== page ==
Megamind buys the farm. In a good way.

Blog Comments (3)

News broke on The Hollywood Reporter yesterday that “Zynga and DreamWorks Animation have partnered on what is the largest social gaming firm’s first-ever feature film integration — a 24-hour campaign designed to boost awareness of the Friday release of Megamind.” This follows hot on the heels of old McDonalds having a farm and before that a reportedly very successful agrarian ad spend by Microsoft’s Bing.

Then way back in December ’09 there’s what, unless I (rather than The Hollywood Reporter) am very much mistaken, was Zynga’s actual-first-ever feature film integration: the Public Enemies ‘Crime Spree’, a slick week-long DVD promo inside Zynga’s Mafia Wars which saw Universal getting away with daylight robbery.

Dreamworks are no doubt hoping that by masterminding FarmVille‘s first official film promo they can look forward to more of the same. The first-mover advantage for plays like this can be considerable, and it sounds like the studio are rightly looking beyond the obvious metrics in terms of how they gauge its effectiveness. As for the creative implementation, while this may not have the criminal cross-over of the Public Enemies/Mafia Wars activity, it sounds as though plenty of thought has gone into making Dreamworks’ film a coherent part of the FarmVille experience, replete with all the juicy virtual freebies that have becoming de rigeur for this kind of thing:

“Megamind will launch his own Mega-Farm, a themed landmark within the social game that incorporates the storyline and characters of the film. For 24 hours, users can see special branded content from the film, such as a Megamind contraption. Two special items will be available to players who visit the character’s farm — a special Mega-Grow formula that helps to instantly grow crops without wilting plus a collectable decorative item that players can put up in their own farms.”

Only twenty-four hours eh? Sounds like getting your message in FarmVille involves parting with a fair old chunk of the biggest virtual currency of all.

Unless you’d rather do it the old-fashioned way:

Oh, and in case you’re still wondering what all the fuss is about, here’s a lovely infographic courtesy of AllFacebook chock full of mind-bending and, let’s be honest, slightly depressing statistics:

» Blog » Megamind buys the farm. ...
On November 4, 2010

3 Responses to Megamind buys the farm. In a good way.

  1. John says:

    As far back as 2007 around 28% of ALL web users played games online. Maybe puts FB’s appeal into perspective?

    That 53% is of a smaller pool than the world at large.

    *end facebook rant*

    • Anonymous says:

      Hey John – The difference probably comes down to how many of those were engaged in the kind of persistent gaming experience something like Farmville offers, in terms of the amount of time they invested and how frequently they signed-in. That’s what’s attractive to advertisers, whe they know they can run a 24-hour promo and still reach 25% of its total audience – a whopping 17m wannabe country bumpkins:

      Another factor is the relative ease with which an ancillary narrative like Megamind’s can be superimposed onto the relatively blank canvas of a game ecosystem like Farmville. In terms of gameplay it seems to be challenging people to master human subsistence at the most basic level (to the extent that it has not even properly embraced some of the pivotal innovations arising post British agricultural revolution). Bolting on brands and entertainment properties is much easier coming from a position of having no real pre-existing storyverse to worry about.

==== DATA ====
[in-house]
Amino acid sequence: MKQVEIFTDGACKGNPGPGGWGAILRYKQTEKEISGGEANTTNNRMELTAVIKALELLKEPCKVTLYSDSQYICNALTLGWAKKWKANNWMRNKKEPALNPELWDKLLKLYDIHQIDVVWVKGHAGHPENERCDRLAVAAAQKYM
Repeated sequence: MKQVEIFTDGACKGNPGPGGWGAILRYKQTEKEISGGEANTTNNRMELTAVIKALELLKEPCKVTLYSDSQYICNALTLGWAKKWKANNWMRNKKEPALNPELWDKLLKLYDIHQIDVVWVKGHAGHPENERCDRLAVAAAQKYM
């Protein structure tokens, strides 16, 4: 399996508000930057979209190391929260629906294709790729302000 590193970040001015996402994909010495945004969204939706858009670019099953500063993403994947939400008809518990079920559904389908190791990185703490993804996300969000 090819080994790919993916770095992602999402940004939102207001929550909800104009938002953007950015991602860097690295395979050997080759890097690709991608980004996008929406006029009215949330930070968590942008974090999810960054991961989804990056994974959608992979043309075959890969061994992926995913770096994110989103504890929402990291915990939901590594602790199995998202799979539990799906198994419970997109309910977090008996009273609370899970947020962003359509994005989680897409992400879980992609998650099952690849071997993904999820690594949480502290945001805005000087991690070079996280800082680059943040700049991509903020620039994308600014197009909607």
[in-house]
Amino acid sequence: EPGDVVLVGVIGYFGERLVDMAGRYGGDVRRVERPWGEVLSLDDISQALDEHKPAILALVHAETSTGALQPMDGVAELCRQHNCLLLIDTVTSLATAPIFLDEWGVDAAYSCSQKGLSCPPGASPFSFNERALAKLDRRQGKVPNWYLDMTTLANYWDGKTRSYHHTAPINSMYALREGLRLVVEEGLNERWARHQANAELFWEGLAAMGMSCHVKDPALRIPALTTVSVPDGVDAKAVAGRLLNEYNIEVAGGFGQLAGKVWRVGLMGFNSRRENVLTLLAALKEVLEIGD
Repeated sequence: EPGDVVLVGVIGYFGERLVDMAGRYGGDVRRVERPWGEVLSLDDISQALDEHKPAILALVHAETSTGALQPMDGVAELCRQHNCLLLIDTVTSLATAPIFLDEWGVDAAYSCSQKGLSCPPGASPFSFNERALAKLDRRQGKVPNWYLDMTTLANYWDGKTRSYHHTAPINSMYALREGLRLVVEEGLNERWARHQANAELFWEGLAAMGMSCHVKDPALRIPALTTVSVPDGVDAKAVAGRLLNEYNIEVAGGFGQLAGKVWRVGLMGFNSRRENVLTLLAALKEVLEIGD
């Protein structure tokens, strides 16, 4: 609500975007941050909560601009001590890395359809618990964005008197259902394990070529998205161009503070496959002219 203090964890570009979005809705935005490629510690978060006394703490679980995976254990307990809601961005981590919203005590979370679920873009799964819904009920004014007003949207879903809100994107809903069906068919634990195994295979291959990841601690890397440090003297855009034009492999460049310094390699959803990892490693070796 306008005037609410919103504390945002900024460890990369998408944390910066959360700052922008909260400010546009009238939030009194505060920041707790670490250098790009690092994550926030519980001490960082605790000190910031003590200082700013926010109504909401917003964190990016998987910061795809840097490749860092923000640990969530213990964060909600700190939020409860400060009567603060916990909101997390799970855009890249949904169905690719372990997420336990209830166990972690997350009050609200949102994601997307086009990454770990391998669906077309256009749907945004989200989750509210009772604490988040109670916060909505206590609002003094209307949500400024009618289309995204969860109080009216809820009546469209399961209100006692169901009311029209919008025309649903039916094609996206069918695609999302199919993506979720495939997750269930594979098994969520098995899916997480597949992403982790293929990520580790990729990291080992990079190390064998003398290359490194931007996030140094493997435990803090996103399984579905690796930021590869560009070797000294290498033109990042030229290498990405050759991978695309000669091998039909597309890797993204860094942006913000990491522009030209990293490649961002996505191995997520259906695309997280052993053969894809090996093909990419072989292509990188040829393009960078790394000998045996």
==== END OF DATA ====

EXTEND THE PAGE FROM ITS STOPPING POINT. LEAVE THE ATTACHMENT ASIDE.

In that respect FarmVille is the perfect ‘gamification’ of the Facebook experience. It makes it easier for us to do something that would otherwise require real time and effort (and, at the very least, standing up and moving around) but in doing so it robs us of a meaningful reward. Which brings us to the wider paradox of the social web: if it’s that much easier for me to say ‘hi’, or ‘shut up’, or ‘I protest (and am now going to turn my avatar green and change my Twitter location to “Tehran” by way of doing so)’, does it really matter as much when I do?

      • John says:

        Can’t really disagree with you there!

        The scary thing about FB, however, is it is now the default ‘must-have’ on a lot of budget sheets – indie game studio and marketing company a-like. The carpet-bombing approach is fine if you can afford it (where are my pub-quality stats on percentage of marketing budgets ‘wasted’ when I need them?).
        Win a million users off a competing game with an experience they have had before, only glossier, re-skinned, and watch as someone does exactly the same in return. It is blunt sticks, and games (barring the very most commercially successful) not even consigned to the history book but dust. The audience won are fickle and even the slightest change in weather can stop them from converting and actually handing someone cash for whatever it is being sold.

        At the risk of going way off topic, I prefer the 1.idea 2. platform way of doing things – particularly when it comes to games. It seems, to my eyes anyway that the bulk of these games/campaigns work the opposite way i.e. definitely gonna be on facebook, now what? Oh hey look what that fellas doing over there!

        grammar is for weekdays

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